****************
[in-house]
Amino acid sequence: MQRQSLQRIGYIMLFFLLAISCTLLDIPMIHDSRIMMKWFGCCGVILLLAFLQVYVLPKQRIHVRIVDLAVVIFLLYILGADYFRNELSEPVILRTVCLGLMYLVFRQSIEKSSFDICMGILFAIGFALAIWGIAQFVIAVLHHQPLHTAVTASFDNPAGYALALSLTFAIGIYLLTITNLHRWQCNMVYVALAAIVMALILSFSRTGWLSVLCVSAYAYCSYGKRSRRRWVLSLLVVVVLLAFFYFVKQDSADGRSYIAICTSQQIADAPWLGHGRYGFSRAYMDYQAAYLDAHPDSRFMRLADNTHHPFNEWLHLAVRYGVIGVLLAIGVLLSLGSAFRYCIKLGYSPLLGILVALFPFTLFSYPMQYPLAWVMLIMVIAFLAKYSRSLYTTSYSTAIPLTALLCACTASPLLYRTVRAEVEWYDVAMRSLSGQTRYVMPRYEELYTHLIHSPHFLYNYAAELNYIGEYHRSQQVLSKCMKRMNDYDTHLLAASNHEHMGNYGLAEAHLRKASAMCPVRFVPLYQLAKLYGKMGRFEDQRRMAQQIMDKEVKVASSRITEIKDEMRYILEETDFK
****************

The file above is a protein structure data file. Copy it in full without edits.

[in-house]
Amino acid sequence: MQRQSLQRIGYIMLFFLLAISCTLLDIPMIHDSRIMMKWFGCCGVILLLAFLQVYVLPKQRIHVRIVDLAVVIFLLYILGADYFRNELSEPVILRTVCLGLMYLVFRQSIEKSSFDICMGILFAIGFALAIWGIAQFVIAVLHHQPLHTAVTASFDNPAGYALALSLTFAIGIYLLTITNLHRWQCNMVYVALAAIVMALILSFSRTGWLSVLCVSAYAYCSYGKRSRRRWVLSLLVVVVLLAFFYFVKQDSADGRSYIAICTSQQIADAPWLGHGRYGFSRAYMDYQAAYLDAHPDSRFMRLADNTHHPFNEWLHLAVRYGVIGVLLAIGVLLSLGSAFRYCIKLGYSPLLGILVALFPFTLFSYPMQYPLAWVMLIMVIAFLAKYSRSLYTTSYSTAIPLTALLCACTASPLLYRTVRAEVEWYDVAMRSLSGQTRYVMPRYEELYTHLIHSPHFLYNYAAELNYIGEYHRSQQVLSKCMKRMNDYDTHLLAASNHEHMGNYGLAEAHLRKASAMCPVRFVPLYQLAKLYGKMGRFEDQRRMAQQIMDKEVKVASSRITEIKDEMRYILEETDFK